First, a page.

According to Yoni Hollander, principal of the Sapirstein school, municipal officials proposed the green-roof idea to the school. "We were enthusiastic but what was especially important to us was finding a way to involve our students in the planning."
School administrators contacted Ronen and Roni Lev, Ronen's co-teacher at Bezalel and coordinator of the art school's environment and sustainability program. Ronen and Lev, together with the high-school students, formulated various ideas for developing the roof and passed them on to architect Arie Kotz, who represented the municipality. The team cooperated with a roofing company, and about six months ago the first green roof in a Jerusalem school was completed and dedicated.
The school's roof garden is modest in size, and compromises were made with regard to artificial irrigation and the use of chemical fertilizers, but it is already providing insulation for the building. In addition, the project has increased the students' environmental awareness.
"We have an environmental ideology and this was a way to implement it," says Yehuda Neuman, principal of the middle school.Park green
The green roof near the entrance to Har Hotzvim, on top of an underground parking garage, and the adjacent park, are nearly the only green areas in the industrial zone. The parking lot belongs to a 20-story building that is still under construction.
The entire building was originally planned to conform with Israeli standards for "green construction," but in the end the developers abandoned the idea.
"The main purpose of this roof is efficient use of the land rather than meeting goals such as conserving energy," explains architect Amir Kolker, whose firm designed the project. "I don't really like the term 'green construction.' It's as though you've done something special and as far as I am concerned it should be taken for granted," Kolker says.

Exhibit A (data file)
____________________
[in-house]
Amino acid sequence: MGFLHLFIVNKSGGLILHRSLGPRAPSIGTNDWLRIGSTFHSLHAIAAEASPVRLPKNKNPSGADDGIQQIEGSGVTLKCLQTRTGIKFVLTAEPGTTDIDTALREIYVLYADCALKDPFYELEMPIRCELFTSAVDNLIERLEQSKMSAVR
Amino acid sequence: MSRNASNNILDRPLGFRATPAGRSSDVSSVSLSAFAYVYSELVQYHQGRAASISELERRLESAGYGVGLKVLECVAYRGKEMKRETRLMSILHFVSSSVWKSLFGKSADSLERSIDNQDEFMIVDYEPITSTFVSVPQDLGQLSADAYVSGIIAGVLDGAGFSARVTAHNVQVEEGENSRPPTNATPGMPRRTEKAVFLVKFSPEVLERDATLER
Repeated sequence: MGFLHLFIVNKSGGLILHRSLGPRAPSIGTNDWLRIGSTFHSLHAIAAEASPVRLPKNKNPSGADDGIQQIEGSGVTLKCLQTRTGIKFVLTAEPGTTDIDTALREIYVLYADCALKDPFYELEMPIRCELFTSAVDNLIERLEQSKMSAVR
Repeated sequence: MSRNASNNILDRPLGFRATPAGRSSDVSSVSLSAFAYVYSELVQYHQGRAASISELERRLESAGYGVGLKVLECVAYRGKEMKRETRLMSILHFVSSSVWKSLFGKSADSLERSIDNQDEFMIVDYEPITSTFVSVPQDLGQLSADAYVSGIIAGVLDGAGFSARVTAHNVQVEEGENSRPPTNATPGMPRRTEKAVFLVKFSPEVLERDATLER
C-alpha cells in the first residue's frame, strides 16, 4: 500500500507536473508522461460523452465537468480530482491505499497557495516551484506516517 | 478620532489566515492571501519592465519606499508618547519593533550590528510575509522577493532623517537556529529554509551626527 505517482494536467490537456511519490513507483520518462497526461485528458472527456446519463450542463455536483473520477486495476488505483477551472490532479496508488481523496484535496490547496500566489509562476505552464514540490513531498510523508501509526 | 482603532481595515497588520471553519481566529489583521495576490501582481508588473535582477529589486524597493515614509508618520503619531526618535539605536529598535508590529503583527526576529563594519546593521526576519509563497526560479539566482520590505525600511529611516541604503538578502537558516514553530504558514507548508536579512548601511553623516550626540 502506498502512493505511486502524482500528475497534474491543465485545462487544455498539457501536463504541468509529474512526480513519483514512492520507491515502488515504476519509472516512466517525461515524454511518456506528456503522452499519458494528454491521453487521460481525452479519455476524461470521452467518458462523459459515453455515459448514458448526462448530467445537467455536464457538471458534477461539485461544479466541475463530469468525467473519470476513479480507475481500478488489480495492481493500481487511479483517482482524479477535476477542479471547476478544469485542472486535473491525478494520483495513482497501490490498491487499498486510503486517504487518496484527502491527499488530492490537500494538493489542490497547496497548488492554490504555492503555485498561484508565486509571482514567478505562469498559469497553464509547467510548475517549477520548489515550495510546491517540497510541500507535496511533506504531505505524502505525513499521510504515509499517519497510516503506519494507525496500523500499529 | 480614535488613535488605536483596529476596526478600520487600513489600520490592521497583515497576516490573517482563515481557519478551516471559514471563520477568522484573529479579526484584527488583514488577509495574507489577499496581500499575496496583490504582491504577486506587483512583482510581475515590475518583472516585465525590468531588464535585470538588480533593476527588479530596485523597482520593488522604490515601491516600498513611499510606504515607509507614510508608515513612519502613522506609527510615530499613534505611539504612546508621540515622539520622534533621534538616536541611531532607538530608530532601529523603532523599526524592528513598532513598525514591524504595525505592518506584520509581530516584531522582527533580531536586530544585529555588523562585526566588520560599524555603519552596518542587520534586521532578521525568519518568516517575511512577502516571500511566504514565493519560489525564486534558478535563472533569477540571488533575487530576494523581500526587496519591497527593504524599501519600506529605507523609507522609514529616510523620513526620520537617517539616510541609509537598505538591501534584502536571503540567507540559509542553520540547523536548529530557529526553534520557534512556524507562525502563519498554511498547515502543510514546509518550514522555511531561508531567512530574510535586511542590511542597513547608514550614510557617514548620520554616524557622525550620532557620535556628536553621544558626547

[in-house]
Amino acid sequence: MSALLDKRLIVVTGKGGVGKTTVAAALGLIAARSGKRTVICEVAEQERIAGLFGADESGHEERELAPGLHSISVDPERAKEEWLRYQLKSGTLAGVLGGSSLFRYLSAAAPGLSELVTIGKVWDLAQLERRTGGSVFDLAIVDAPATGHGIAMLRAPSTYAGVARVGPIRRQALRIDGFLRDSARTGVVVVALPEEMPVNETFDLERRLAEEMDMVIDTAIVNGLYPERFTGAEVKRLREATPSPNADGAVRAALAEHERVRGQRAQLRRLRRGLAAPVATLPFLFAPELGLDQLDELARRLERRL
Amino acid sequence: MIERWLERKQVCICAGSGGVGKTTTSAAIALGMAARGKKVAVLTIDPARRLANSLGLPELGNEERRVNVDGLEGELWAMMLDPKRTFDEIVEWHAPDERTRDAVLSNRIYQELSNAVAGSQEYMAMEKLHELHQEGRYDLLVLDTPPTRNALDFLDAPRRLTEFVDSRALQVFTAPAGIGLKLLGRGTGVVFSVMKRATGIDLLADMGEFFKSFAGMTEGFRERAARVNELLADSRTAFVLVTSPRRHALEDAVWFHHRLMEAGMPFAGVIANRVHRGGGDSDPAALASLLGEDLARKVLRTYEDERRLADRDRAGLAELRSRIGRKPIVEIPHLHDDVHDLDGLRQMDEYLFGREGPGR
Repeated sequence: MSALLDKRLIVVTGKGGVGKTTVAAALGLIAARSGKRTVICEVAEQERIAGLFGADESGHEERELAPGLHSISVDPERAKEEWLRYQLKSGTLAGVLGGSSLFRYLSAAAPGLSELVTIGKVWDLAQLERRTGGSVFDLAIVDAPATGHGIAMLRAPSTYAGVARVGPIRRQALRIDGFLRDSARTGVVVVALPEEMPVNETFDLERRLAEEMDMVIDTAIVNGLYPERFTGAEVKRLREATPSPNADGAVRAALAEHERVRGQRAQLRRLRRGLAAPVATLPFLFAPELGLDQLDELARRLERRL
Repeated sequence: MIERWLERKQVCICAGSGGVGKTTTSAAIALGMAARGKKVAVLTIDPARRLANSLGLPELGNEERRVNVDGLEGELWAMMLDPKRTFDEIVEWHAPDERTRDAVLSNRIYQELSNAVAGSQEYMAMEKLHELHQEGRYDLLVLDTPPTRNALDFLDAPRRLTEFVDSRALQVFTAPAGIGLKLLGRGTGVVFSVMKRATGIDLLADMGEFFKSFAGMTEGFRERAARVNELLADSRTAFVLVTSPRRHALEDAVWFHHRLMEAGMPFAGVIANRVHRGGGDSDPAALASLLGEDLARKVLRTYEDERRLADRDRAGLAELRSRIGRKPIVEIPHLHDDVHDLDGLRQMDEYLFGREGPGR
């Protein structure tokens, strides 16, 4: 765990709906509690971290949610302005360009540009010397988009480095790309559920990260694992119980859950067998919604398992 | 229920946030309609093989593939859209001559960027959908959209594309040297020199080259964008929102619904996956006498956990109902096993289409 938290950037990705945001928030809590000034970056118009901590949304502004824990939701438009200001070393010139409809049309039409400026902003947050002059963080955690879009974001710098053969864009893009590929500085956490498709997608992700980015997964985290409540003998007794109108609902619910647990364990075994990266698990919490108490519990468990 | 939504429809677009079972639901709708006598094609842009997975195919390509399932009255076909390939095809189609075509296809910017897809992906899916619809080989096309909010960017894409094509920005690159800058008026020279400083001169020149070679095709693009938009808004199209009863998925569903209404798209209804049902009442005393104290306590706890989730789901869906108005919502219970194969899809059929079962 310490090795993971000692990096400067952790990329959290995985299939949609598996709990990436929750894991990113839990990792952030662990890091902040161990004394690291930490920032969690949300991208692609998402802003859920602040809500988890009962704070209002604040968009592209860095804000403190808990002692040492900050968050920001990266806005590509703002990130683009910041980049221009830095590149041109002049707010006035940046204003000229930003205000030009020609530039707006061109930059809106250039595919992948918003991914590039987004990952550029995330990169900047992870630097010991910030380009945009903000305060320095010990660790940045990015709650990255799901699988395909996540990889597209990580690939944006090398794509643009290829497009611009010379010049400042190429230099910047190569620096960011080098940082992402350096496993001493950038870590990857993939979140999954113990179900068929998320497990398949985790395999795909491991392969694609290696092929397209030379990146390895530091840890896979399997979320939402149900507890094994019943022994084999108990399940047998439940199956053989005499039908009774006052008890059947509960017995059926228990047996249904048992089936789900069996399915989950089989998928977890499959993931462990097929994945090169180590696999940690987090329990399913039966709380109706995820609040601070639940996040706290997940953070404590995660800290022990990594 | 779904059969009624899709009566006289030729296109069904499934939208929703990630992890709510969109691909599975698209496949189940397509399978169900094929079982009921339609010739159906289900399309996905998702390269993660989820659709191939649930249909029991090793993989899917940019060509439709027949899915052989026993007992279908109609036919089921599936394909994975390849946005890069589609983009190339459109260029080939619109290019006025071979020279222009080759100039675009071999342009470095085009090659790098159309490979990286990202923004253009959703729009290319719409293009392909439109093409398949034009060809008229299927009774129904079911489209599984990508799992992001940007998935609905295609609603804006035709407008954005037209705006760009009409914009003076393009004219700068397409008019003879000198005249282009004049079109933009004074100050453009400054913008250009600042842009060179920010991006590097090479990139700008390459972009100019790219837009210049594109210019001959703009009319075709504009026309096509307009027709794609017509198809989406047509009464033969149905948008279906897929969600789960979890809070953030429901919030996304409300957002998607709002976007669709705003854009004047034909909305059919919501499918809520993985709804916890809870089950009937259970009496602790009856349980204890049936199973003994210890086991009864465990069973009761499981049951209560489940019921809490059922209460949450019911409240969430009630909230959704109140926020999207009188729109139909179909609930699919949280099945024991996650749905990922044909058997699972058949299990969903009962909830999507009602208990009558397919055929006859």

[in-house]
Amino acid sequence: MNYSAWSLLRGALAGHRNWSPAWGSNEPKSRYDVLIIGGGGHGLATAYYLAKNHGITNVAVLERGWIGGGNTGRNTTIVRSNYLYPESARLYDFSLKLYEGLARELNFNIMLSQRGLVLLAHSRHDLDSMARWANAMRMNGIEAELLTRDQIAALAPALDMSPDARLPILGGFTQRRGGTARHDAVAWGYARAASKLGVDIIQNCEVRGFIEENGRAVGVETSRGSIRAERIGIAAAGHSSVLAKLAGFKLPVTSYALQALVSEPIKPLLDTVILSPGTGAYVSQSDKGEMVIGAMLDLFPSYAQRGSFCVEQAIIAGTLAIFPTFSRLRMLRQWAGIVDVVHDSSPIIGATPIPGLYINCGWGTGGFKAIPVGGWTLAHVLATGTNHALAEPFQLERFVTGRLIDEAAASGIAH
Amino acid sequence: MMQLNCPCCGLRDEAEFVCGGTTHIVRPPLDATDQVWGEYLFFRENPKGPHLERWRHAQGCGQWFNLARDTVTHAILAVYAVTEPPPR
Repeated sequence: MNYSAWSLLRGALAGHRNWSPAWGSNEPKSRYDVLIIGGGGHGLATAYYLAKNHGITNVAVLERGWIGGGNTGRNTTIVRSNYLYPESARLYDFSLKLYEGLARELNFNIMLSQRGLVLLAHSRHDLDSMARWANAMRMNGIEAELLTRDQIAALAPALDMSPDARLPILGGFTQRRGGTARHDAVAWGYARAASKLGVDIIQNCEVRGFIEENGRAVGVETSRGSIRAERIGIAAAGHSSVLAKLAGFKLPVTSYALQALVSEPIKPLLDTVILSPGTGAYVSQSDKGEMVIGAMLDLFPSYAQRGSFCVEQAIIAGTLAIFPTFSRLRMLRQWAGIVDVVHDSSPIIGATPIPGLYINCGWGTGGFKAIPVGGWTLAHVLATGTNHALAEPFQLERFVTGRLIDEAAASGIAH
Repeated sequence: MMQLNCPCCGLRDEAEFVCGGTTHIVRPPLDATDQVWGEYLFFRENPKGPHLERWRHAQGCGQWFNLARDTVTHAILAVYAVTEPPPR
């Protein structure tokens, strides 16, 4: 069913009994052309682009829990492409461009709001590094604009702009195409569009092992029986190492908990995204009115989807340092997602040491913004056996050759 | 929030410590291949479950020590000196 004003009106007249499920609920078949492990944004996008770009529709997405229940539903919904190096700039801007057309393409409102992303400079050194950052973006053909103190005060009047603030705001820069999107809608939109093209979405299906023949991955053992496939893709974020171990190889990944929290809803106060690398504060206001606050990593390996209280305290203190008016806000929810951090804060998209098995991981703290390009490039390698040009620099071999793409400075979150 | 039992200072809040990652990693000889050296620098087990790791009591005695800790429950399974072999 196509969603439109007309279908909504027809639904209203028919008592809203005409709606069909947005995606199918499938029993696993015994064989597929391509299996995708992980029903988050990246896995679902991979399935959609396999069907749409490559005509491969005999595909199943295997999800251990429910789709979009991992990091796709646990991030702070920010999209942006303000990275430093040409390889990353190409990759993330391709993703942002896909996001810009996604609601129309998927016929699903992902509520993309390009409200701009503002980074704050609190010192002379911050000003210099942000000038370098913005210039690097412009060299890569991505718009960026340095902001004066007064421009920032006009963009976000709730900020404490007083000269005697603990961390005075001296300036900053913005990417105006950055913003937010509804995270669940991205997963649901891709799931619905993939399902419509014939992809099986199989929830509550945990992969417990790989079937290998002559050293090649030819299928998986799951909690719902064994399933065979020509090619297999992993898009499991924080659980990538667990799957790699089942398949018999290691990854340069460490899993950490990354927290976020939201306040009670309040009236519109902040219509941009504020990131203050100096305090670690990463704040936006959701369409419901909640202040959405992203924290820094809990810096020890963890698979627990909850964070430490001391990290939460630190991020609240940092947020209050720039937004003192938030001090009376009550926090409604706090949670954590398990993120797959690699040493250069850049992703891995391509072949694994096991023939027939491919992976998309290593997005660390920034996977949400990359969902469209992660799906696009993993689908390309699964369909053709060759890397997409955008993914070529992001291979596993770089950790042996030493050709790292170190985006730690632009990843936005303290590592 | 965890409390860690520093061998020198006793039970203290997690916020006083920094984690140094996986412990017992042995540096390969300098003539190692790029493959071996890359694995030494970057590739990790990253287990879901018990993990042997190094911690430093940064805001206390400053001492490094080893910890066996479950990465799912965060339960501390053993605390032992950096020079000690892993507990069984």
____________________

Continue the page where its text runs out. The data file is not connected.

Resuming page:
The roof of an adjacent building is partially covered in vegetation. Kolker says he hopes it will attract cafes and restaurants catering to people who work in the area.Eyeing the Knesset
The roof of the bird observatory has a more unequivocally ecological orientation. "Open areas in cities are disappearing; green roofs can provide a comfortable habitat for various kinds of flora and fauna," says Amir Balaban of the SPNI.
Soil from the Jerusalem area was placed on the roof of the research center and planted with bulb plants that can store large amounts of water, such as asphodels, squills and Hyacinth squills. "We have managed to achieve nine months of flowering without irrigation," says Balaban proudly. "There are already insects such as ladybugs and spiders as well as several species of reptile, including one snake species. We're looking for more roofs that can be transformed into living roofs, including that of the Knesset."
Israel Electric Corp. began taking an interest in green roofs after realizing the potential for saving energy and for noise reduction. IEC is mapping buildings that might be suitable for a green makeover, with a pilot program slated to begin shortly at a company facility in Tel Aviv.